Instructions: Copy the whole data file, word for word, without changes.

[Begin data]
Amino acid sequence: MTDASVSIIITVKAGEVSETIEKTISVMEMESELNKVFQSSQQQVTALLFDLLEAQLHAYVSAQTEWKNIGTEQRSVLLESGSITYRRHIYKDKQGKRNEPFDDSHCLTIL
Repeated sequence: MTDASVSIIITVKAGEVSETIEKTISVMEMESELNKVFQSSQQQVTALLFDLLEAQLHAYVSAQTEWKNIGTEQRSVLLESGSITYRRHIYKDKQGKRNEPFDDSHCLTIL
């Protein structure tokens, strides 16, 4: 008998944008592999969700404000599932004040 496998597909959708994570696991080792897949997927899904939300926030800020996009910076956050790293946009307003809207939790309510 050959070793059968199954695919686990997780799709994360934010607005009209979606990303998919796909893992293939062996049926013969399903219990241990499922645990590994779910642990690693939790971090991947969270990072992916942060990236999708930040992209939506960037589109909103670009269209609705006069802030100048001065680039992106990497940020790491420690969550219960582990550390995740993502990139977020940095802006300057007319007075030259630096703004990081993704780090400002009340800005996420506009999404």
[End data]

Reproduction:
Amino acid sequence: MTDASVSIIITVKAGEVSETIEKTISVMEMESELNKVFQSSQQQVTALLFDLLEAQLHAYVSAQTEWKNIGTEQRSVLLESGSITYRRHIYKDKQGKRNEPFDDSHCLTIL
Repeated sequence: MTDASVSIIITVKAGEVSETIEKTISVMEMESELNKVFQSSQQQVTALLFDLLEAQLHAYVSAQTEWKNIGTEQRSVLLESGSITYRRHIYKDKQGKRNEPFDDSHCLTIL
């Protein structure tokens, strides 16, 4: 008998944008592999969700404000599932004040 496998597909959708994570696991080792897949997927899904939300926030800020996009910076956050790293946009307003809207939790309510 050959070793059968199954695919686990997780799709994360934010607005009209979606990303998919796909893992293939062996049926013969399903219990241990499922645990590994779910642990690693939790971090991947969270990072992916942060990236999708930040992209939506960037589109909103670009269209609705006069802030100048001065680039992106990497940020790491420690969550219960582990550390995740993502990139977020940095802006300057007319007075030259630096703004990081993704780090400002009340800005996420506009999404």